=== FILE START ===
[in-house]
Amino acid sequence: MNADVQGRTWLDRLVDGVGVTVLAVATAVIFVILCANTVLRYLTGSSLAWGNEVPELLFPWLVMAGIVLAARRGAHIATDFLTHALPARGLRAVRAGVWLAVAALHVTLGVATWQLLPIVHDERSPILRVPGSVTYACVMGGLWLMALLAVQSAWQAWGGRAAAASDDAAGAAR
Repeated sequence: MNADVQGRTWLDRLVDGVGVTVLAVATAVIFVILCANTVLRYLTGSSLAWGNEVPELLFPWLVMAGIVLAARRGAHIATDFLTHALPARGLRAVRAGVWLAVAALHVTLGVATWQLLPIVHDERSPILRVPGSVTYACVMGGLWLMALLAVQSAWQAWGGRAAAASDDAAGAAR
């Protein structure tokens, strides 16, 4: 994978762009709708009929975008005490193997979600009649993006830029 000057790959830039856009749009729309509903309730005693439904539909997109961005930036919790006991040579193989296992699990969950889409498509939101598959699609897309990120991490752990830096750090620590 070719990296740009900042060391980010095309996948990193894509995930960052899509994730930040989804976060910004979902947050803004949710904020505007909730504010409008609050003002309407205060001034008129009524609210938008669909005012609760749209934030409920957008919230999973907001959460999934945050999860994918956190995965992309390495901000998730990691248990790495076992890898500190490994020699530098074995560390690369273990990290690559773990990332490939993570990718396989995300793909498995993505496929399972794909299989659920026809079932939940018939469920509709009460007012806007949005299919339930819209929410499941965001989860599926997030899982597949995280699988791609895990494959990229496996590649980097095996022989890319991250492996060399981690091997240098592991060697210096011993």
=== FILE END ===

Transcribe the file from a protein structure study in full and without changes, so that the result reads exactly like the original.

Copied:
[in-house]
Amino acid sequence: MNADVQGRTWLDRLVDGVGVTVLAVATAVIFVILCANTVLRYLTGSSLAWGNEVPELLFPWLVMAGIVLAARRGAHIATDFLTHALPARGLRAVRAGVWLAVAALHVTLGVATWQLLPIVHDERSPILRVPGSVTYACVMGGLWLMALLAVQSAWQAWGGRAAAASDDAAGAAR
Repeated sequence: MNADVQGRTWLDRLVDGVGVTVLAVATAVIFVILCANTVLRYLTGSSLAWGNEVPELLFPWLVMAGIVLAARRGAHIATDFLTHALPARGLRAVRAGVWLAVAALHVTLGVATWQLLPIVHDERSPILRVPGSVTYACVMGGLWLMALLAVQSAWQAWGGRAAAASDDAAGAAR
């Protein structure tokens, strides 16, 4: 994978762009709708009929975008005490193997979600009649993006830029 000057790959830039856009749009729309509903309730005693439904539909997109961005930036919790006991040579193989296992699990969950889409498509939101598959699609897309990120991490752990830096750090620590 070719990296740009900042060391980010095309996948990193894509995930960052899509994730930040989804976060910004979902947050803004949710904020505007909730504010409008609050003002309407205060001034008129009524609210938008669909005012609760749209934030409920957008919230999973907001959460999934945050999860994918956190995965992309390495901000998730990691248990790495076992890898500190490994020699530098074995560390690369273990990290690559773990990332490939993570990718396989995300793909498995993505496929399972794909299989659920026809079932939940018939469920509709009460007012806007949005299919339930819209929410499941965001989860599926997030899982597949995280699988791609895990494959990229496996590649980097095996022989890319991250492996060399981690091997240098592991060697210096011993």